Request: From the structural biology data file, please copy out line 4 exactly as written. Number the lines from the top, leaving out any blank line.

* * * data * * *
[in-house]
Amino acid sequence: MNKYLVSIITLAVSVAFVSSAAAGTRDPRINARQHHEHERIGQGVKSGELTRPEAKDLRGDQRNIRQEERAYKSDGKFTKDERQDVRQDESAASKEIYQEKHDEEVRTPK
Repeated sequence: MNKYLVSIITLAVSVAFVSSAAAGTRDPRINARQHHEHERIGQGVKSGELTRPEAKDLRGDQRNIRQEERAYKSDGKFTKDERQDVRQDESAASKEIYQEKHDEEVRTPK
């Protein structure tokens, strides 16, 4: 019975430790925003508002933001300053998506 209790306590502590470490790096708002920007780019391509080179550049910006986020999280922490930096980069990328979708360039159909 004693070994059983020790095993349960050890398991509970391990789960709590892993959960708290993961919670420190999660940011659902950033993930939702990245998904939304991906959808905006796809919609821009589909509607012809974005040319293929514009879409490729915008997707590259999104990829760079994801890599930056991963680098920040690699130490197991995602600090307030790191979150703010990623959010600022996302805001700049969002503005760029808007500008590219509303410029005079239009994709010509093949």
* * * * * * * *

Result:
């Protein structure tokens, strides 16, 4: 019975430790925003508002933001300053998506 209790306590502590470490790096708002920007780019391509080179550049910006986020999280922490930096980069990328979708360039159909 004693070994059983020790095993349960050890398991509970391990789960709590892993959960708290993961919670420190999660940011659902950033993930939702990245998904939304991906959808905006796809919609821009589909509607012809974005040319293929514009879409490729915008997707590259999104990829760079994801890599930056991963680098920040690699130490197991995602600090307030790191979150703010990623959010600022996302805001700049969002503005760029808007500008590219509303410029005079239009994709010509093949």